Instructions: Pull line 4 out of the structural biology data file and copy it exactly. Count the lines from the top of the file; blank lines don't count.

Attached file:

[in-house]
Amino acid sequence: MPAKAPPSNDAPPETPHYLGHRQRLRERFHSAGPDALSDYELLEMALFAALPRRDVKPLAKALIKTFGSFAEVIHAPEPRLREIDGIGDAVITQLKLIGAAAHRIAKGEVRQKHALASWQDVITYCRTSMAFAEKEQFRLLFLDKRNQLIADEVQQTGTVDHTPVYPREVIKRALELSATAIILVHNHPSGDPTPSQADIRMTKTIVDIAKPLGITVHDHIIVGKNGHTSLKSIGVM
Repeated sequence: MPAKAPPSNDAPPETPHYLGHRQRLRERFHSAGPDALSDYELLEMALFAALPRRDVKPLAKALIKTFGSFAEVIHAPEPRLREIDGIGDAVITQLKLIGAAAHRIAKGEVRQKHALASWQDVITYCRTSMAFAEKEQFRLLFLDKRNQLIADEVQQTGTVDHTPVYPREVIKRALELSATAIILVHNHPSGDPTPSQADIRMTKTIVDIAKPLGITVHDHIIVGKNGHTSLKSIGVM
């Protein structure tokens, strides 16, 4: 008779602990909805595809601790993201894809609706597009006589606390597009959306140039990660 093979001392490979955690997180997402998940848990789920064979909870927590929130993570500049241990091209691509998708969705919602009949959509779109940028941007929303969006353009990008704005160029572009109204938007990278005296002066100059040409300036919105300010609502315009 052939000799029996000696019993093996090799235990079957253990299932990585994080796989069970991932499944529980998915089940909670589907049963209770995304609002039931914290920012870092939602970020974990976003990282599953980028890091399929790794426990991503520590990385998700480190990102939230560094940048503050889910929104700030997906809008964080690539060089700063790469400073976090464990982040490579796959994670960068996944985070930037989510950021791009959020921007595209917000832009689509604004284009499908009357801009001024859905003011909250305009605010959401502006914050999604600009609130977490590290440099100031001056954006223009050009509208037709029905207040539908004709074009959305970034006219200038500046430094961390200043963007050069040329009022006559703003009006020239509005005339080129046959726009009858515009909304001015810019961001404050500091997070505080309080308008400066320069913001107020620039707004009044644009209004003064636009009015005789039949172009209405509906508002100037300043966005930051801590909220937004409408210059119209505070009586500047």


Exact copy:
């Protein structure tokens, strides 16, 4: 008779602990909805595809601790993201894809609706597009006589606390597009959306140039990660 093979001392490979955690997180997402998940848990789920064979909870927590929130993570500049241990091209691509998708969705919602009949959509779109940028941007929303969006353009990008704005160029572009109204938007990278005296002066100059040409300036919105300010609502315009 052939000799029996000696019993093996090799235990079957253990299932990585994080796989069970991932499944529980998915089940909670589907049963209770995304609002039931914290920012870092939602970020974990976003990282599953980028890091399929790794426990991503520590990385998700480190990102939230560094940048503050889910929104700030997906809008964080690539060089700063790469400073976090464990982040490579796959994670960068996944985070930037989510950021791009959020921007595209917000832009689509604004284009499908009357801009001024859905003011909250305009605010959401502006914050999604600009609130977490590290440099100031001056954006223009050009509208037709029905207040539908004709074009959305970034006219200038500046430094961390200043963007050069040329009022006559703003009006020239509005005339080129046959726009009858515009909304001015810019961001404050500091997070505080309080308008400066320069913001107020620039707004009044644009209004003064636009009015005789039949172009209405509906508002100037300043966005930051801590909220937004409408210059119209505070009586500047």